Donations to Meals on Wheels Spike After White House Proposes Cuts

Meals on Wheels is reporting a $100,000 surge in donations following the release of Trump’s budget proposal

Non-profit organizations like Meals on Wheels rely on donations and grants to survive.

Each year, 2.4 million elderly and disabled people across America rely on Meals on Wheels for life-saving nutrition when they’re unable to shop and cook for themselves. On a typical day, the non-profit organization receives about $1,000 in unsolicited online donations, but that all changed after President Trump’s budget proposal last week threatened to cut federal funding for Meals on Wheels. Over a two-day period the public-private hybrid organization received $100,000 in unsolicited donations, showing the awesome power of helpful bystanders.

"One would assume that concerned individuals who see the value in Meals on Wheels want it [to continue] to serve seniors in need," Meals on Wheels spokesperson Jenny Bertolette told NBC News.

The budget proposal calls for the elimination of one program that Meals on Wheels relies on: a $3 billion community development block program within the Department of Housing and Urban Development, from which Meals on Wheels receives three percent of its overall funding. Since Meals on Wheels programs vary from state to state, the impact of the budget cuts will be different across each of the 5,0000 subsidiaries of the non-profit program, according to USA Today.

The White House has denied that Meals on Wheels will be impacted as much as the media is claiming.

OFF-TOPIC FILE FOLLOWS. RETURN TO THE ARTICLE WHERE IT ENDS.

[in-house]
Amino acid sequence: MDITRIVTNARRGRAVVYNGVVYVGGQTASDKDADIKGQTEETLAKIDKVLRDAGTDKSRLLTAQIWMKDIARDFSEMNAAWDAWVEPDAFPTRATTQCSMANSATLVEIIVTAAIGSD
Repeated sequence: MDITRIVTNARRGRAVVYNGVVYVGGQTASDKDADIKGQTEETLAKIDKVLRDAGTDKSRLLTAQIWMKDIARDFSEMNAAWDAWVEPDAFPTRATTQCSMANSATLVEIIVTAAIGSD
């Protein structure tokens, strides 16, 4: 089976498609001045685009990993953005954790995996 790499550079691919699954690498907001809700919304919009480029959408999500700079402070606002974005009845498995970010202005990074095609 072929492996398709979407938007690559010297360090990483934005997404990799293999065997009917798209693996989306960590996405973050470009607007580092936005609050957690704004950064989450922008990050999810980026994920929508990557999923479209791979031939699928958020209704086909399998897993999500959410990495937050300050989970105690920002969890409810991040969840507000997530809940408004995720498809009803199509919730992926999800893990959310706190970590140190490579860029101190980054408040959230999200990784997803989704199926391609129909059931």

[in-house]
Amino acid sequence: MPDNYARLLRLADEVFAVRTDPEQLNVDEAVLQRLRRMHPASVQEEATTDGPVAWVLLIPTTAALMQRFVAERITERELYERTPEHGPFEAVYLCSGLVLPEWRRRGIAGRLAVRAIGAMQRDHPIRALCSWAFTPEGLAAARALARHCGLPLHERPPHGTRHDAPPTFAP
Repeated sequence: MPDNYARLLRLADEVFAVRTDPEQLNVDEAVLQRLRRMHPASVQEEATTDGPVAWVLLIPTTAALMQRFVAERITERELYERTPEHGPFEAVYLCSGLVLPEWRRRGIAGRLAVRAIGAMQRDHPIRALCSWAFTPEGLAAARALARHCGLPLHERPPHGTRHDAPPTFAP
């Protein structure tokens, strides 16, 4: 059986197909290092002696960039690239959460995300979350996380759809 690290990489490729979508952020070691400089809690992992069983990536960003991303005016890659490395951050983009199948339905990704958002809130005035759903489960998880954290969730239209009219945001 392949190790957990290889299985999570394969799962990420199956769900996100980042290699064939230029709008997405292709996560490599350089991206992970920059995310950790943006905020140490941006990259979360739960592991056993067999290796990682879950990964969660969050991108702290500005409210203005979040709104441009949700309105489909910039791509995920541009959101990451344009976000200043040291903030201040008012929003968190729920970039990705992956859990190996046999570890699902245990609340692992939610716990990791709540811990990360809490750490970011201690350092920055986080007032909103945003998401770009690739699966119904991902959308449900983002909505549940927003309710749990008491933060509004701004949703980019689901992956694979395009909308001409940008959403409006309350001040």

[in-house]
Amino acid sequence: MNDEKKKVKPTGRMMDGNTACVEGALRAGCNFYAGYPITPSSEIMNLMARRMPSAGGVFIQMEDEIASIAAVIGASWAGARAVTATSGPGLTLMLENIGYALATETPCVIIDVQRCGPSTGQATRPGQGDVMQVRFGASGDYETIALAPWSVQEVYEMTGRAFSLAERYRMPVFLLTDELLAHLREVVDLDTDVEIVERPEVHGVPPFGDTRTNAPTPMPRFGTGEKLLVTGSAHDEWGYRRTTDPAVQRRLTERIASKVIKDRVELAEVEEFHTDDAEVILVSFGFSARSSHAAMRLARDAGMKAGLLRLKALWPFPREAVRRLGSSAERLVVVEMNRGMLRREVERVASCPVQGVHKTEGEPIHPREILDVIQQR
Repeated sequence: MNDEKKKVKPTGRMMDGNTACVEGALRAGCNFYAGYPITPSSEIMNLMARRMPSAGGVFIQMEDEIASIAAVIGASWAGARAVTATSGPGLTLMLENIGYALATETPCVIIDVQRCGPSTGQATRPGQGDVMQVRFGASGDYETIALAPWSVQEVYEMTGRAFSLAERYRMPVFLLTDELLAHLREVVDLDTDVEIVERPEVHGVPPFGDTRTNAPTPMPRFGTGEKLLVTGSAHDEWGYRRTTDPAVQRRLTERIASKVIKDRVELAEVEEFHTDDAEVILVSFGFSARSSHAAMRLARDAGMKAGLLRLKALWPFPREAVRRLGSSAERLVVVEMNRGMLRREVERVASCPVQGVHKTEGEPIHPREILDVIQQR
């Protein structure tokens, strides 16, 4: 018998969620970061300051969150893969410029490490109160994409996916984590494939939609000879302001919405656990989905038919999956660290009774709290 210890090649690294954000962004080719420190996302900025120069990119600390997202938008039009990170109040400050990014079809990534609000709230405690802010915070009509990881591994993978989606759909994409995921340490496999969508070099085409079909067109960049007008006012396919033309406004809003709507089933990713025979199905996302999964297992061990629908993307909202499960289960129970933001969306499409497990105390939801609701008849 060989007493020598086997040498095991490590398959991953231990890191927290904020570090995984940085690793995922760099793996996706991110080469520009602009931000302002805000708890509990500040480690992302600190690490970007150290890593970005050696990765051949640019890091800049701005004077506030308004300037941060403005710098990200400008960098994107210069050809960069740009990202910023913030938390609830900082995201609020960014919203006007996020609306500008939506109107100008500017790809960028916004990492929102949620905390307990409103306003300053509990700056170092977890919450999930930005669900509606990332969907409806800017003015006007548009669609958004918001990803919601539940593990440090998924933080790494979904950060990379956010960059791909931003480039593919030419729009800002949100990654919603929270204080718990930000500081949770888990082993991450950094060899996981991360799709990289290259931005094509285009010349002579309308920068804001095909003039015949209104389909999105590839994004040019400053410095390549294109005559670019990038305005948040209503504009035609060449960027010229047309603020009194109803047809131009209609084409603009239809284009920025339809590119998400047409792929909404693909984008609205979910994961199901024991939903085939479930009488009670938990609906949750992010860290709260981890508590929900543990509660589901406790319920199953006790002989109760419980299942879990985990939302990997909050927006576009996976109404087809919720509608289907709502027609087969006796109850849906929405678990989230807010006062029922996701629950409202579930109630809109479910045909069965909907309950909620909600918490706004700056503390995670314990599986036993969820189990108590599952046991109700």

"We can't spend money on programs just because they sound good and great," Mick Mulvaney, director of the White House Office of Management and Budget said, according to NBC News. "Meals on Wheels sounds great. Again that's a state decision to fund that particular portion to it. To take the federal money and give it to the states and say, 'Look, we want to give you money for programs that don't work.' I can't defend that anymore."

Mulvaney further explained that over the course of four decades, approximately $150 billion in federal grant money has been spent on the community development block program, which — in his words —has “just not been showing any results.”


Several independent scientific studies, however, have shown that Meals on Wheels provides much more than food for those in need: A study in 2016 showed that home-delivered meals alleviate loneliness for elderly people who live alone, and a 2014 study proved that the overall health and food security of the meal recipients was improved.